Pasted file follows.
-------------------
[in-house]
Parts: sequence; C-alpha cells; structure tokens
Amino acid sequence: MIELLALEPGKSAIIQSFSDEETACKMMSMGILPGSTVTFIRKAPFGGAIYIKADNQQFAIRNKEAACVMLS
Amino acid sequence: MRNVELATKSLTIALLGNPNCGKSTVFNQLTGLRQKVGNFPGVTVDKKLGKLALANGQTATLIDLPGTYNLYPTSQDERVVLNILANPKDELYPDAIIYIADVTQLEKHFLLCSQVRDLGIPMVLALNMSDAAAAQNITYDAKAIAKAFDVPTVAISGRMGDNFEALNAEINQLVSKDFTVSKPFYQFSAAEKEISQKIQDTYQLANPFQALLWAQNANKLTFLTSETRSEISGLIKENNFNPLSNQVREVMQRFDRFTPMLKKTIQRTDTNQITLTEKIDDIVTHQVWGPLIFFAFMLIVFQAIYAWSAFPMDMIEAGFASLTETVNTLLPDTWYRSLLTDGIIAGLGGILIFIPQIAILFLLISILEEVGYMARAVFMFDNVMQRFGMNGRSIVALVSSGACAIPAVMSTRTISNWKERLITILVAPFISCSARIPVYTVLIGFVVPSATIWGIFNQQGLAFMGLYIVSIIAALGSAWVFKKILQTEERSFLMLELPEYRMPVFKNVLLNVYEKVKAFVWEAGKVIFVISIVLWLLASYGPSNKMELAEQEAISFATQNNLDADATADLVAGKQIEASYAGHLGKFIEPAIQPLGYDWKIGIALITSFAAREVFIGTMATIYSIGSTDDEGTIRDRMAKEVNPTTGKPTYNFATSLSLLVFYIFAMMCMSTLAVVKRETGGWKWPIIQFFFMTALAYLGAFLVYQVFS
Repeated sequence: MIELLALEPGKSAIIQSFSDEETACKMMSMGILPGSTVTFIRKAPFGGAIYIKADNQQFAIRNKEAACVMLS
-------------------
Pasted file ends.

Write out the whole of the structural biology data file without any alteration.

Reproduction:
[in-house]
Parts: sequence; C-alpha cells; structure tokens
Amino acid sequence: MIELLALEPGKSAIIQSFSDEETACKMMSMGILPGSTVTFIRKAPFGGAIYIKADNQQFAIRNKEAACVMLS
Amino acid sequence: MRNVELATKSLTIALLGNPNCGKSTVFNQLTGLRQKVGNFPGVTVDKKLGKLALANGQTATLIDLPGTYNLYPTSQDERVVLNILANPKDELYPDAIIYIADVTQLEKHFLLCSQVRDLGIPMVLALNMSDAAAAQNITYDAKAIAKAFDVPTVAISGRMGDNFEALNAEINQLVSKDFTVSKPFYQFSAAEKEISQKIQDTYQLANPFQALLWAQNANKLTFLTSETRSEISGLIKENNFNPLSNQVREVMQRFDRFTPMLKKTIQRTDTNQITLTEKIDDIVTHQVWGPLIFFAFMLIVFQAIYAWSAFPMDMIEAGFASLTETVNTLLPDTWYRSLLTDGIIAGLGGILIFIPQIAILFLLISILEEVGYMARAVFMFDNVMQRFGMNGRSIVALVSSGACAIPAVMSTRTISNWKERLITILVAPFISCSARIPVYTVLIGFVVPSATIWGIFNQQGLAFMGLYIVSIIAALGSAWVFKKILQTEERSFLMLELPEYRMPVFKNVLLNVYEKVKAFVWEAGKVIFVISIVLWLLASYGPSNKMELAEQEAISFATQNNLDADATADLVAGKQIEASYAGHLGKFIEPAIQPLGYDWKIGIALITSFAAREVFIGTMATIYSIGSTDDEGTIRDRMAKEVNPTTGKPTYNFATSLSLLVFYIFAMMCMSTLAVVKRETGGWKWPIIQFFFMTALAYLGAFLVYQVFS
Repeated sequence: MIELLALEPGKSAIIQSFSDEETACKMMSMGILPGSTVTFIRKAPFGGAIYIKADNQQFAIRNKEAACVMLS